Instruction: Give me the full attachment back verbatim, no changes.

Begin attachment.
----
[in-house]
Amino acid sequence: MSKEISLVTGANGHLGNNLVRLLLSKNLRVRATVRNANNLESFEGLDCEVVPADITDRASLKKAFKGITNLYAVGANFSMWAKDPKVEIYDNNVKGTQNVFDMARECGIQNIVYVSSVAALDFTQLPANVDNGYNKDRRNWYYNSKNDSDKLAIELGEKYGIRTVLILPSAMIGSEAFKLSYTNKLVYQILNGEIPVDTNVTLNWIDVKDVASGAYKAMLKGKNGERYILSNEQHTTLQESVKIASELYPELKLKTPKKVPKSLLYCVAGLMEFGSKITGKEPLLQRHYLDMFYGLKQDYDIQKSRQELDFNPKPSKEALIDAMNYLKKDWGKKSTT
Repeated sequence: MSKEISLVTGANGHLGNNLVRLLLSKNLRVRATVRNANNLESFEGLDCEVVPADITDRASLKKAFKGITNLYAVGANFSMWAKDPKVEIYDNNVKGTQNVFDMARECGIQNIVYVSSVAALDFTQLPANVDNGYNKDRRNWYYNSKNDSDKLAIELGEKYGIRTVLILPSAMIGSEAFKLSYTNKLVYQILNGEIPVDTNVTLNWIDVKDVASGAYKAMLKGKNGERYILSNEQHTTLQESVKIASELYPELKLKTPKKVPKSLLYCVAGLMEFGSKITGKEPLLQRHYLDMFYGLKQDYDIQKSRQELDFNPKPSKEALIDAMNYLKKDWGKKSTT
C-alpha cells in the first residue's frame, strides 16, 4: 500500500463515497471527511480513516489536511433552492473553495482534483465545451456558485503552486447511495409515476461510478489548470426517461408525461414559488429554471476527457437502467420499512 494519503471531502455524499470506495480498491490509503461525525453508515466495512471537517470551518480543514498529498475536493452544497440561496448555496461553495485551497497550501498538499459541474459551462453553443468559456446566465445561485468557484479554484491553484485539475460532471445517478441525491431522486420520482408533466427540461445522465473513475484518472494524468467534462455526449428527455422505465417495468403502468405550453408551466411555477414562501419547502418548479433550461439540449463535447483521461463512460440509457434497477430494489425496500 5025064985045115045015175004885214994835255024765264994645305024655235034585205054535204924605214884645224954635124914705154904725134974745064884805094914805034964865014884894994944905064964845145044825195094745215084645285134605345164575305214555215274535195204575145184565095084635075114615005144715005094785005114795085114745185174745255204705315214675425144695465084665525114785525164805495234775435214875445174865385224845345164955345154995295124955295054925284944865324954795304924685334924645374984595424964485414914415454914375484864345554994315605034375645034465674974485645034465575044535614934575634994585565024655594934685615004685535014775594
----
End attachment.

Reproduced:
[in-house]
Amino acid sequence: MSKEISLVTGANGHLGNNLVRLLLSKNLRVRATVRNANNLESFEGLDCEVVPADITDRASLKKAFKGITNLYAVGANFSMWAKDPKVEIYDNNVKGTQNVFDMARECGIQNIVYVSSVAALDFTQLPANVDNGYNKDRRNWYYNSKNDSDKLAIELGEKYGIRTVLILPSAMIGSEAFKLSYTNKLVYQILNGEIPVDTNVTLNWIDVKDVASGAYKAMLKGKNGERYILSNEQHTTLQESVKIASELYPELKLKTPKKVPKSLLYCVAGLMEFGSKITGKEPLLQRHYLDMFYGLKQDYDIQKSRQELDFNPKPSKEALIDAMNYLKKDWGKKSTT
Repeated sequence: MSKEISLVTGANGHLGNNLVRLLLSKNLRVRATVRNANNLESFEGLDCEVVPADITDRASLKKAFKGITNLYAVGANFSMWAKDPKVEIYDNNVKGTQNVFDMARECGIQNIVYVSSVAALDFTQLPANVDNGYNKDRRNWYYNSKNDSDKLAIELGEKYGIRTVLILPSAMIGSEAFKLSYTNKLVYQILNGEIPVDTNVTLNWIDVKDVASGAYKAMLKGKNGERYILSNEQHTTLQESVKIASELYPELKLKTPKKVPKSLLYCVAGLMEFGSKITGKEPLLQRHYLDMFYGLKQDYDIQKSRQELDFNPKPSKEALIDAMNYLKKDWGKKSTT
C-alpha cells in the first residue's frame, strides 16, 4: 500500500463515497471527511480513516489536511433552492473553495482534483465545451456558485503552486447511495409515476461510478489548470426517461408525461414559488429554471476527457437502467420499512 494519503471531502455524499470506495480498491490509503461525525453508515466495512471537517470551518480543514498529498475536493452544497440561496448555496461553495485551497497550501498538499459541474459551462453553443468559456446566465445561485468557484479554484491553484485539475460532471445517478441525491431522486420520482408533466427540461445522465473513475484518472494524468467534462455526449428527455422505465417495468403502468405550453408551466411555477414562501419547502418548479433550461439540449463535447483521461463512460440509457434497477430494489425496500 5025064985045115045015175004885214994835255024765264994645305024655235034585205054535204924605214884645224954635124914705154904725134974745064884805094914805034964865014884894994944905064964845145044825195094745215084645285134605345164575305214555215274535195204575145184565095084635075114615005144715005094785005114795085114745185174745255204705315214675425144695465084665525114785525164805495234775435214875445174865385224845345164955345154995295124955295054925284944865324954795304924685334924645374984595424964485414914415454914375484864345554994315605034375645034465674974485645034465575044535614934575634994585565024655594934685615004685535014775594